In 1961 Cloud accepted appointment as chairman of the Department of Geology and Geophysics at the University of Minnesota. He recognized that many disciplinary approaches are required in understanding the earth and its history and so organized the School of Earth Sciences at that university. This school, of which he became the first head, included his department, the Minnesota Geological Survey, and the Limnological Research Institute. Up to this time, Cloud's personal research had largely concentrated on the last 600 million years of earth history and its life. He now began to concentrate primarily on the complex problems of understanding the interacting processes that shaped the first 85 percent of the history of our planet. He developed his own techniques in paleomicrobiology and blended them with the methods and results of geochemistry and field geology toward the goal of reconstructing the past. These led him to appraise the levels of oxygen and carbon dioxide through time and to consider the buffering systems and geochemical sinks that affect atmospheric composition and the sequestration and recycling of carbon. For the remainder of his life he concentrated on studies of the pre-Phanerozoic record and the evolution of life. He personally examined key outcrops around the world, such as those in southern Africa, South America, Siberia, China, Australia, and North America. He worked on all continents except Antarctica but managed to visit that continent a few years ago as a perceptive tourist. On excursions he always joined local geologists, experts in the regions, and enjoyed thoroughly the experiences of such fieldwork, especially the socializing with his colleagues in the evenings around campfires.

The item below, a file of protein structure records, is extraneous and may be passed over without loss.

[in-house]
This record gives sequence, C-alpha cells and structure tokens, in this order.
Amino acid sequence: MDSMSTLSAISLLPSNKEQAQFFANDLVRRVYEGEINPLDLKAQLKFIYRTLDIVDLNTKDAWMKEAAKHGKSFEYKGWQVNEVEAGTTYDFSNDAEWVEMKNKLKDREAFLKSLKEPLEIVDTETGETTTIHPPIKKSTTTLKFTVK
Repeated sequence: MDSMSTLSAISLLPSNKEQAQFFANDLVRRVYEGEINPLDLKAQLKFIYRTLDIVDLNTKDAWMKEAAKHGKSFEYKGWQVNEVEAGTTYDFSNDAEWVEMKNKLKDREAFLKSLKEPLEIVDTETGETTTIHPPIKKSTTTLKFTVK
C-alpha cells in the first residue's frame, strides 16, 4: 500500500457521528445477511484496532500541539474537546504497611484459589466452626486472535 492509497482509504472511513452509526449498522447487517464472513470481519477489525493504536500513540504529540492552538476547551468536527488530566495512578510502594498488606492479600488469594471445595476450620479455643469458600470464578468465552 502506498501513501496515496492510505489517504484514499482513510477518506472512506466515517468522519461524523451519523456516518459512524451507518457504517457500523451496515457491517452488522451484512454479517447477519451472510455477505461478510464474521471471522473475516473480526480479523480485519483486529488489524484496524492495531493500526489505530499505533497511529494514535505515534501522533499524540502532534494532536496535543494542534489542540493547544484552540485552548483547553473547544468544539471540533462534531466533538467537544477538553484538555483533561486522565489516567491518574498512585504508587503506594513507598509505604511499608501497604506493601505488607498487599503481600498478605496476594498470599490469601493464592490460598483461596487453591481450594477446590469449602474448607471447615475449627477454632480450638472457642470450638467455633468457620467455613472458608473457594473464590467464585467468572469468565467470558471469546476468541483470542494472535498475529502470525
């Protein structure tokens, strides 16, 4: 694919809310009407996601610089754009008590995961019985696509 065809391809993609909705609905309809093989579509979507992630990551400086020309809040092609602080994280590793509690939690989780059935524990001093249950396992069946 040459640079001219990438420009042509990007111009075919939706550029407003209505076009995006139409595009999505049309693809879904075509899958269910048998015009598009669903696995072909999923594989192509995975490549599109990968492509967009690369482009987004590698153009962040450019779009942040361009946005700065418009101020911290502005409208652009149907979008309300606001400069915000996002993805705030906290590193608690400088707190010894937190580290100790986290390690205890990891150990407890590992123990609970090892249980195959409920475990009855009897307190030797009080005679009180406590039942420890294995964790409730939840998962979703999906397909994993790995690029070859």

Cloud's scientific writings illuminated many subjects. "Two features set his papers apart from the ordinary: painstaking attention to empirical detail coupled with intellectual boldness in interpretation. Without the first, no claim about the earth can be taken seriously. In the absence of the second we will not see farther, even when perched atop a mountain of data."1 In pursuit of his ultimate goal of understanding the evolution of the biosphere as well as he could, Cloud studied the story revealed by specific sequences of strata and in so doing unlocked understanding of many associated processes and products. For example, banded iron formations about 2 billion years old tell much about the geochemistry of ancient oceans and the conditions surrounding their deposition and subsequent alterations. The origin of these important ores has long intrigued mining geologists, and Cloud's scope of outlook contributed to understanding both their genesis and the geochemical processes in very ancient seas. His approaches, anchored in investigating enigmatic strata perceptively and then in reasoning to broader environmental interpretations, disclosed much concerning the origin of carbonates, the conditions prevailing when siliceous rocks were laid down in the company of primitive microorganisms, and in documenting their change through time from unicellular to complex organisms. Cloud concluded that the slow increase in oxygen in the atmosphere and hydrosphere had indeed left a decipherable record. His inventiveness led him to publish the first electron micrographs of isolated pre-Phanerozoic microbes and show that cellular differentiation was under way by 2 billion years ago. He joined with Soviet paleontologists and confirmed their view that stromatolites displayed useful variations in pre-Phanerozoic stratigraphy.